Government agencies like NASA, the EPA, and the National Park Service are going rogue after Trump attempts to muzzle climate change research and science.
Numerous credible websites are reporting that government agencies such as NASA, the EPA, and the National Park Service are defiantly setting up rogue Twitter accounts in defiance of recent orders by Trump.
The Independent reports that: “Employees from more than a dozen US government agencies have established a network of unofficial ‘rogue’ Twitter feeds in defiance of what they see as attempts by President Donald Trump to muzzle federal climate change research and other science.”
Seizing on Mr Trump’s favorite mode of discourse, scientists at the Environmental Protection Agency, NASA and other bureaus have privately launched Twitter accounts – borrowing names and logos of their agencies – to protest restrictions they view as censorship and provide unfettered platforms for information the new administration has curtailed.
Conservative website Forbes reported on Wednesday on “the rise of ‘rogue’ Twitter accounts popping up for agencies like the Environmental Protection Agency (EPA), National Park Service (NPS) and National Aeronautics and Space Administration (NASA).”
Accounts like @RogueNASA, @AltNatParkSer, @ActualEPAFacts and @Alt_NASA claim to be run by active or former employees of the agencies and have all attracted followers rapidly, with @RogueNASA earning 87,000 followers as of the time of this writing and @AltNatParkSer having 690,000 followers. What can we learn about the future of government communication from this act of civil disobedience?
As Huffington Post reports, there are official government accounts that are defying Trump as well.
On Tuesday, Huffington Post reported that “The official Twitter account of Badlands National Park in South Dakota fired off a series of since-deleted tweets Tuesday afternoon listing facts about the planet’s rising carbon dioxide levels, just one day after sources inside the Environmental Protection Agency revealed employees had been instructed to freeze all its grants and halt any social media posts or external press releases.”
The bold move comes days after the Department of the Interior temporarily suspended all activity on its Twitter accounts after one of its agencies, the National Park Service, retweeted images comparing the crowds at Donald Trump’s inauguration to those of Barack Obama’s in 2009 and reposted a tweet saying the civil rights, climate change and health care pages had been scrubbed from the White House website.
In a Thursday foll0w-up piece, Huffington Post reported that “A day after the Badlands National Park account began tweeting out climate change facts — only to have the tweets later disappear — another national park account appears to be going rogue in the face of President Donald Trump’s new policies.”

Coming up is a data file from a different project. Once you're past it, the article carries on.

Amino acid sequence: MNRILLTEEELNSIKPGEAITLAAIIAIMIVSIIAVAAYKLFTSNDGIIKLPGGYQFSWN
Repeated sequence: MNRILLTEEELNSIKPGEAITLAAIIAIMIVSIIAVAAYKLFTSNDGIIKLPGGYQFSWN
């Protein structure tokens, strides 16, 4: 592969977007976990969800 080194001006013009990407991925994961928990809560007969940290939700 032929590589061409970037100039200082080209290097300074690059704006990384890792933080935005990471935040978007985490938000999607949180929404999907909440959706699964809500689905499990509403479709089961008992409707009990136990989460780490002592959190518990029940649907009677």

The Death Valley National Park Service has been tweeting not only about climate science, but also about the World War II imprisonment of Japanese Americans.
Forbes goes on to report that “one of the most remarkable aspects” of these Twitter accounts is the fact “they use as their avatars the official logos of the agencies they are attempting to speak on behalf of” putting them at risk of criminal prosecution.
For instance, as Forbes reports, “the EPA logo policy states that for any organization which wishes to ‘reproduce the EPA logo or seal for purposes acceptable to the Agency, permission must be granted by OPA, which will provide a copy of the logo or seal.'”
NASA guidelines are even more strict, stating “The NASA insignia logo… and the NASA seal may not be used for any purpose without explicit permission. These images may not be used by persons who are not NASA employees or on products, publications or web pages that are not NASA-sponsored.”
As Forbes explains, the National Park Service “takes its restrictions even further, referencing possible criminal prosecution: ‘The arrowhead symbol is the official insignia and registered mark of the NPS. As such, it is protected by trademark laws and by 18 U.S.C. § 701, which provides for criminal penalties against non-governmental use of Government marks and other insignia. The arrowhead symbol may not be used without prior written permission from the Director of the NPS.'”
Forbes reached out to the the National Park Service and the NPA who declined to respond. NASA confirmed that they had lodged a complaint with Twitter regarding the use of its logo, but as of the time of the publication of this article, the logo remains on that account.